Singapore aims to become a global fintech centre, but it also maintains a cautious stance. Ravi Menon, managing director of Monetary Authority of Singapore (MAS), does not seem persuaded at the idea of bright future of cryptocurrencies. Speaking at the Milken Institute Asia Summit in Singapore, the MAS premier urged "extreme caution" about buying cryptocurrencies.
MAS managing director Ravi Menon reiterated, "As of now, I see no basis for wanting to regulate cryptocurrencies". "I do hope when the fever has gone away when the crash has happened, it will not undermine the much deeper, and more meaningful technology associated with digital currencies and blockchain," he added. Reminding of Central's bank's stance over the activities surrounding cryptocurrencies he emphasised " we would look at the activities surrounding the cryptocurrency and ask ourselves what kinds of risks they pose, which risks would require a regulatory response, and then proceed from there".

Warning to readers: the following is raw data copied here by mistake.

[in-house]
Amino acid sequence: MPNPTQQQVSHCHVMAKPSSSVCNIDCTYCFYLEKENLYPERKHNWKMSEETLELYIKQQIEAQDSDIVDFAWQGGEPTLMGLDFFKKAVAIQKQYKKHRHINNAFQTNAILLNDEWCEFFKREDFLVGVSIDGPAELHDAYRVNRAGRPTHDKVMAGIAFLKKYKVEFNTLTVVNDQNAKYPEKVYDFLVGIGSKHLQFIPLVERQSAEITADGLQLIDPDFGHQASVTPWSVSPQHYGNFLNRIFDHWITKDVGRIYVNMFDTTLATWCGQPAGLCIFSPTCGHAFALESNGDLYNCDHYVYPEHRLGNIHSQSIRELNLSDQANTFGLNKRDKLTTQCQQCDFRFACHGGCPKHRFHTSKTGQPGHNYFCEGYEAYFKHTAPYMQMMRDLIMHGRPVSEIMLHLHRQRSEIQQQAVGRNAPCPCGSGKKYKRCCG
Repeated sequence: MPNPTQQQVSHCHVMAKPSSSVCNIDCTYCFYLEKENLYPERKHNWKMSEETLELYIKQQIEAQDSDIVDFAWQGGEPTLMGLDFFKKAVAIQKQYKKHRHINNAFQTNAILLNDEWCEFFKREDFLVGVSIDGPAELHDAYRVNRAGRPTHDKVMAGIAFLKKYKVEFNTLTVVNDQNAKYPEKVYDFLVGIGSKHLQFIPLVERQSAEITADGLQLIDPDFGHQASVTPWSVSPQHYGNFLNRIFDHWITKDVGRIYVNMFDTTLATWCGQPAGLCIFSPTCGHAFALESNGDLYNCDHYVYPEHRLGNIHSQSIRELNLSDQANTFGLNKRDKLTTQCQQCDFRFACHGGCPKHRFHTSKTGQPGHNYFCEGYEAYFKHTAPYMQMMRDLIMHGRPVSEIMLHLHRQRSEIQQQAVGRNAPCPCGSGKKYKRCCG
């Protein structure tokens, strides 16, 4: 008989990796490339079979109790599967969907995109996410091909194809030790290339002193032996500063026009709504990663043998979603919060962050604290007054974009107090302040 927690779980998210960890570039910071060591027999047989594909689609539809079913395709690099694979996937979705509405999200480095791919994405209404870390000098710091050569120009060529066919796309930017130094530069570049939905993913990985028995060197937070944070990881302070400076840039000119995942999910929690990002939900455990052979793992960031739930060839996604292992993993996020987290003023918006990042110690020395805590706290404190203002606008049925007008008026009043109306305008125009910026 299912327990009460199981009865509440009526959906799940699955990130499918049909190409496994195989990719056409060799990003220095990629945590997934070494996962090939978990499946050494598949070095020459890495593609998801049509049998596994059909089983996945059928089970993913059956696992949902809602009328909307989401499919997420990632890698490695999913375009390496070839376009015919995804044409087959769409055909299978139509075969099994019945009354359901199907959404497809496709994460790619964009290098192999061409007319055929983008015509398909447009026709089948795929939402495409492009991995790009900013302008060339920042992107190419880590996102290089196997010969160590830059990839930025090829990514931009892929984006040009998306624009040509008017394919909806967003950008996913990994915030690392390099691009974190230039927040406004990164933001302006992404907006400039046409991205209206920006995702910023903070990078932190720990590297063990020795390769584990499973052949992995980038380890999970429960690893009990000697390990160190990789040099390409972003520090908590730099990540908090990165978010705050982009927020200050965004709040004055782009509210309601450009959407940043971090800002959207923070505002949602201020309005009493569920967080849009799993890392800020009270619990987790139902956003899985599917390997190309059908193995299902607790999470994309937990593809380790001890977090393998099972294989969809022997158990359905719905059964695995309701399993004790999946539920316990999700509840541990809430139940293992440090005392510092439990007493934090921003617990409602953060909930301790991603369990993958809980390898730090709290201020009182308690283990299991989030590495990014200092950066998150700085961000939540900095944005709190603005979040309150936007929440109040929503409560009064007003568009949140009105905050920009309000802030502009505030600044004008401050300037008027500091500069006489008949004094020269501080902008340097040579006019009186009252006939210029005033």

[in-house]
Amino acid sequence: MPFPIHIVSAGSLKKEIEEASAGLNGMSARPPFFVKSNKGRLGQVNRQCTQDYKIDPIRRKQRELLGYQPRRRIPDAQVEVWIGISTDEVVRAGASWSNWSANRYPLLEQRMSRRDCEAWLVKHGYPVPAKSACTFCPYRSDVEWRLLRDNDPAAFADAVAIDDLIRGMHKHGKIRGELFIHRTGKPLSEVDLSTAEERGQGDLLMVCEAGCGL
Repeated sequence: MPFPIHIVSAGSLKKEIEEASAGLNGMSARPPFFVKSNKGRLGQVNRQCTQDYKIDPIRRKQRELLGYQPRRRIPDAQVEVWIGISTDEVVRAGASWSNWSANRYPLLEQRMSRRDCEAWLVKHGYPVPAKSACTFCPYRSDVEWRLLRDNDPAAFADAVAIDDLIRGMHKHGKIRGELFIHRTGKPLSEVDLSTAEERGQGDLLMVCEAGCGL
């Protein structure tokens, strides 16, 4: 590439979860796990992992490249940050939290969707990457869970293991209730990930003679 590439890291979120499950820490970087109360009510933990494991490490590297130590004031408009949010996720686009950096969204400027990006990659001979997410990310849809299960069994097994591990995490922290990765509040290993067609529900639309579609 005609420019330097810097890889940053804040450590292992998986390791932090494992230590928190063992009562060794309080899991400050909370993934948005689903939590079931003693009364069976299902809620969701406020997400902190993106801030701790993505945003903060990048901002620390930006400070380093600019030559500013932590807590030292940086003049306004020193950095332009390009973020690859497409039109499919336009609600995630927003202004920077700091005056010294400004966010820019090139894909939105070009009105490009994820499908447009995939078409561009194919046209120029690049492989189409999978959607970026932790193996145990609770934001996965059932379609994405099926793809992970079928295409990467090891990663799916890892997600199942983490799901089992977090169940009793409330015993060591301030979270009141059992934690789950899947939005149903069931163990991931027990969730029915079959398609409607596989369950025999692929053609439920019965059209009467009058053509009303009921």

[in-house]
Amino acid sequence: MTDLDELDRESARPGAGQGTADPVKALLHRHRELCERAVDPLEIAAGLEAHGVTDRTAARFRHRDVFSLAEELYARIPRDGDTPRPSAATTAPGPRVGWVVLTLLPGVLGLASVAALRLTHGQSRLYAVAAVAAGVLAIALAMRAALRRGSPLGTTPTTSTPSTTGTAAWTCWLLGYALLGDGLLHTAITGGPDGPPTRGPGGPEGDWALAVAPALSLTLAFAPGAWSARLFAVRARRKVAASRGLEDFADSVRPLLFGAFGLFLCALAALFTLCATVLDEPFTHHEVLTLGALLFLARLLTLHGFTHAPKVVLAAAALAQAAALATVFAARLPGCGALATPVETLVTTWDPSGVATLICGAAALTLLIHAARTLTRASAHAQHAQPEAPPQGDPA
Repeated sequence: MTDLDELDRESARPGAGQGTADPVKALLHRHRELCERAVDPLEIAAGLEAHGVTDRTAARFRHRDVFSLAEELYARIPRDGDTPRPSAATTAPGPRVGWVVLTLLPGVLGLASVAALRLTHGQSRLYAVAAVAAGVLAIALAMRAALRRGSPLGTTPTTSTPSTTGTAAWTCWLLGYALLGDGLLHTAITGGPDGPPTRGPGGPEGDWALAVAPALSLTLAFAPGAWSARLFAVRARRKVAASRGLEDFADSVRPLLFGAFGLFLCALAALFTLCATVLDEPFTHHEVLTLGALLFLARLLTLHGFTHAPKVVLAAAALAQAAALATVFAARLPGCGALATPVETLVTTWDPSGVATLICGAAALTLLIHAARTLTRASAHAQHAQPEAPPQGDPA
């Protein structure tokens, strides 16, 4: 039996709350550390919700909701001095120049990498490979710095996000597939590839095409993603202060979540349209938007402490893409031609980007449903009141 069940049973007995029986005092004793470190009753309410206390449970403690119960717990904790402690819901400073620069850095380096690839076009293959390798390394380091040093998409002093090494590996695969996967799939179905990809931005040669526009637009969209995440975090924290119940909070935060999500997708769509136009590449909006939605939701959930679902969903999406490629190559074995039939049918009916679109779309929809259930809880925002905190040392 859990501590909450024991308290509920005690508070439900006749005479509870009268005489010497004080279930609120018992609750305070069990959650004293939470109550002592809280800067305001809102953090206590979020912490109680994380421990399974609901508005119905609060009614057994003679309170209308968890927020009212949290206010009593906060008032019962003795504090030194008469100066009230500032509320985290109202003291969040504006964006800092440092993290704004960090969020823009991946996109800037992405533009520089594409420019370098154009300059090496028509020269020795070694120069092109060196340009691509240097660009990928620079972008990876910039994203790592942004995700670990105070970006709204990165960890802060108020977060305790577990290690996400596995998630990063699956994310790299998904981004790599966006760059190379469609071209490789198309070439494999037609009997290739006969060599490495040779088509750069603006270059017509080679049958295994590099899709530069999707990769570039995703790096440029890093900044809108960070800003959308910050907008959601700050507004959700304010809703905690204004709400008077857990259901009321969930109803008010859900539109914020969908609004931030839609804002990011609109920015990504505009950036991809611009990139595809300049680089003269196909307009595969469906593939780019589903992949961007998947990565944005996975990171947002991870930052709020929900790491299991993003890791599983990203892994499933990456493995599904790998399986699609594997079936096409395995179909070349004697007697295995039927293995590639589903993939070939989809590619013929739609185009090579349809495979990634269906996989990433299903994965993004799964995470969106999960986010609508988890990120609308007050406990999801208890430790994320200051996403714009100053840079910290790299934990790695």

Mr. Menon commented that cryptocurrency is neither a legal tender nor does it reflects the liability of a particular party. Questioning the credibility of cyrptocurrency, he said, "The question is, does it have a life of its own, as a means of exchange and as a store of value? The irony is that cryptocurrency is not a currency."
However, Mr. Menon called (ICOS) which is currently an unregulated source of crowdfunding centred around cryptocurrency, which allows companies to issue their digital tokens, a good step forward for the industry. MAS's attitude stands in stark contrast with that of China, which in September decided to impose a ban on all ICOs, declaring them illegal. Less than a month later, South Korea traced the same path, banning fundraising through all forms of ICOs.
MAS just like many other global central banks has voiced its concern about the potential losses for citizens and money laundering through cryptocurrencies and the risks associated with it.
The value of bitcoin marked the growth of around 1,500 percent last year to peak at nearly US$20,000 in December. But it has plummeted since then and on Monday was trading at around US$13,572 on Luxembourg-based Bitstamp.